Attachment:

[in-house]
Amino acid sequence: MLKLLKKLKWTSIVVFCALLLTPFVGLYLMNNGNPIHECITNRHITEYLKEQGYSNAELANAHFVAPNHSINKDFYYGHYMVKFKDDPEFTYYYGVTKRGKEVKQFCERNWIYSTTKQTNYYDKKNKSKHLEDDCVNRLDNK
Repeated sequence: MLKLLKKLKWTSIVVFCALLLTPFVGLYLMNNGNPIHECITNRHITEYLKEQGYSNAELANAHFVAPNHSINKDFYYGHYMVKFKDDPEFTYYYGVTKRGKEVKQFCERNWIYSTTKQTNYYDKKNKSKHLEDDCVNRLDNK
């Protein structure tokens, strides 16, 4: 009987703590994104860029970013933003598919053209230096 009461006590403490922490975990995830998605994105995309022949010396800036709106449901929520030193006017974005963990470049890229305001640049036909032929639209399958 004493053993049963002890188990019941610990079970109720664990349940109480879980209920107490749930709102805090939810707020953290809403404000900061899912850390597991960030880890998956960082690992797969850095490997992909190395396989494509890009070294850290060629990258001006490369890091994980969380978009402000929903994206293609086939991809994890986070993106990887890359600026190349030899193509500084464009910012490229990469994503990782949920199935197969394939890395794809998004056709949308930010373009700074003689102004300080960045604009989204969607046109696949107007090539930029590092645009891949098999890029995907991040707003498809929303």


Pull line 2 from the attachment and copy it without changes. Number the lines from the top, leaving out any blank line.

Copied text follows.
Amino acid sequence: MLKLLKKLKWTSIVVFCALLLTPFVGLYLMNNGNPIHECITNRHITEYLKEQGYSNAELANAHFVAPNHSINKDFYYGHYMVKFKDDPEFTYYYGVTKRGKEVKQFCERNWIYSTTKQTNYYDKKNKSKHLEDDCVNRLDNK